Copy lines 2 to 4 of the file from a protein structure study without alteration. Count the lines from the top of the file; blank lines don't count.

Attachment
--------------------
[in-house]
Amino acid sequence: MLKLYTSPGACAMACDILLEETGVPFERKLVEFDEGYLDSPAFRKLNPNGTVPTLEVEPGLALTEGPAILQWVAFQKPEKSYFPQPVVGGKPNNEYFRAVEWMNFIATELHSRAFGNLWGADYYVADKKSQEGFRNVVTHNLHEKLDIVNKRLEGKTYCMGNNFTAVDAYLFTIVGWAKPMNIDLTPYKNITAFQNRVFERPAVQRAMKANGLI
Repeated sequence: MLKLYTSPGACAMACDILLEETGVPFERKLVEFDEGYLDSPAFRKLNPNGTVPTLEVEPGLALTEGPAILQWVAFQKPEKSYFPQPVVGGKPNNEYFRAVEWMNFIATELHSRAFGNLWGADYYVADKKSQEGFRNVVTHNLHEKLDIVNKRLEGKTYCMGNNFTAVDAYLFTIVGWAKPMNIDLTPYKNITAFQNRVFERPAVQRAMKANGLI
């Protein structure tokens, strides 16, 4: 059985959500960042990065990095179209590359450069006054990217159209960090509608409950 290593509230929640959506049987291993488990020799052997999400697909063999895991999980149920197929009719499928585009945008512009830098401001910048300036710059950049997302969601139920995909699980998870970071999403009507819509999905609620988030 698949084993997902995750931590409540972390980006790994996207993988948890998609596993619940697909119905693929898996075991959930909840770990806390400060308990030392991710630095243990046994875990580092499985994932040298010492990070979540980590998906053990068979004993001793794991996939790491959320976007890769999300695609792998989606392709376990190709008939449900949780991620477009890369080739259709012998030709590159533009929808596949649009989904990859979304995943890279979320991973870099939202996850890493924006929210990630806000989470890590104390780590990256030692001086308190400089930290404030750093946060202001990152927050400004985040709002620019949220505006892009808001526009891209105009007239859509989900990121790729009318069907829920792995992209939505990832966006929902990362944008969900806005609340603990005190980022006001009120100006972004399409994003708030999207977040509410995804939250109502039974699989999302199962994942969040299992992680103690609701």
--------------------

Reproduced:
Amino acid sequence: MLKLYTSPGACAMACDILLEETGVPFERKLVEFDEGYLDSPAFRKLNPNGTVPTLEVEPGLALTEGPAILQWVAFQKPEKSYFPQPVVGGKPNNEYFRAVEWMNFIATELHSRAFGNLWGADYYVADKKSQEGFRNVVTHNLHEKLDIVNKRLEGKTYCMGNNFTAVDAYLFTIVGWAKPMNIDLTPYKNITAFQNRVFERPAVQRAMKANGLI
Repeated sequence: MLKLYTSPGACAMACDILLEETGVPFERKLVEFDEGYLDSPAFRKLNPNGTVPTLEVEPGLALTEGPAILQWVAFQKPEKSYFPQPVVGGKPNNEYFRAVEWMNFIATELHSRAFGNLWGADYYVADKKSQEGFRNVVTHNLHEKLDIVNKRLEGKTYCMGNNFTAVDAYLFTIVGWAKPMNIDLTPYKNITAFQNRVFERPAVQRAMKANGLI
């Protein structure tokens, strides 16, 4: 059985959500960042990065990095179209590359450069006054990217159209960090509608409950 290593509230929640959506049987291993488990020799052997999400697909063999895991999980149920197929009719499928585009945008512009830098401001910048300036710059950049997302969601139920995909699980998870970071999403009507819509999905609620988030 698949084993997902995750931590409540972390980006790994996207993988948890998609596993619940697909119905693929898996075991959930909840770990806390400060308990030392991710630095243990046994875990580092499985994932040298010492990070979540980590998906053990068979004993001793794991996939790491959320976007890769999300695609792998989606392709376990190709008939449900949780991620477009890369080739259709012998030709590159533009929808596949649009989904990859979304995943890279979320991973870099939202996850890493924006929210990630806000989470890590104390780590990256030692001086308190400089930290404030750093946060202001990152927050400004985040709002620019949220505006892009808001526009891209105009007239859509989900990121790729009318069907829920792995992209939505990832966006929902990362944008969900806005609340603990005190980022006001009120100006972004399409994003708030999207977040509410995804939250109502039974699989999302199962994942969040299992992680103690609701």